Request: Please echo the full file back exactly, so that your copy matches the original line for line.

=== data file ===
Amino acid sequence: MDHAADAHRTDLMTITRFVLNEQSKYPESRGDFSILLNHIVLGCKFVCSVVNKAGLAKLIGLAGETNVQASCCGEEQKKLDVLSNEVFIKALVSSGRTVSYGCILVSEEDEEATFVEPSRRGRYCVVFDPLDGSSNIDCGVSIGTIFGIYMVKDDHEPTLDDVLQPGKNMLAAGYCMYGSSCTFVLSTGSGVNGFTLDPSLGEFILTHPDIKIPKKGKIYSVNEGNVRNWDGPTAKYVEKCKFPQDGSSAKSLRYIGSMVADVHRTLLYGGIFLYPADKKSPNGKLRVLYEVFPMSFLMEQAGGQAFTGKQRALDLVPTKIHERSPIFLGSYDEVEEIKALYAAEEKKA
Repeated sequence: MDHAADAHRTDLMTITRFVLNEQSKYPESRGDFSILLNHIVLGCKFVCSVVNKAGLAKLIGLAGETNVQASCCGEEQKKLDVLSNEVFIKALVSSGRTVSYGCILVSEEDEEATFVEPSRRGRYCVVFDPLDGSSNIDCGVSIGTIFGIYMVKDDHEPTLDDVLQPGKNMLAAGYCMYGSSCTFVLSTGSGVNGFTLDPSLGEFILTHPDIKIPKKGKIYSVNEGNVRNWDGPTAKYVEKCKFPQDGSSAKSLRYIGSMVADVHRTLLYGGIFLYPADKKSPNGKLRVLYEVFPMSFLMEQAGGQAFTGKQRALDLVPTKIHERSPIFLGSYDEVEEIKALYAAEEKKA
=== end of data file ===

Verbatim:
Amino acid sequence: MDHAADAHRTDLMTITRFVLNEQSKYPESRGDFSILLNHIVLGCKFVCSVVNKAGLAKLIGLAGETNVQASCCGEEQKKLDVLSNEVFIKALVSSGRTVSYGCILVSEEDEEATFVEPSRRGRYCVVFDPLDGSSNIDCGVSIGTIFGIYMVKDDHEPTLDDVLQPGKNMLAAGYCMYGSSCTFVLSTGSGVNGFTLDPSLGEFILTHPDIKIPKKGKIYSVNEGNVRNWDGPTAKYVEKCKFPQDGSSAKSLRYIGSMVADVHRTLLYGGIFLYPADKKSPNGKLRVLYEVFPMSFLMEQAGGQAFTGKQRALDLVPTKIHERSPIFLGSYDEVEEIKALYAAEEKKA
Repeated sequence: MDHAADAHRTDLMTITRFVLNEQSKYPESRGDFSILLNHIVLGCKFVCSVVNKAGLAKLIGLAGETNVQASCCGEEQKKLDVLSNEVFIKALVSSGRTVSYGCILVSEEDEEATFVEPSRRGRYCVVFDPLDGSSNIDCGVSIGTIFGIYMVKDDHEPTLDDVLQPGKNMLAAGYCMYGSSCTFVLSTGSGVNGFTLDPSLGEFILTHPDIKIPKKGKIYSVNEGNVRNWDGPTAKYVEKCKFPQDGSSAKSLRYIGSMVADVHRTLLYGGIFLYPADKKSPNGKLRVLYEVFPMSFLMEQAGGQAFTGKQRALDLVPTKIHERSPIFLGSYDEVEEIKALYAAEEKKA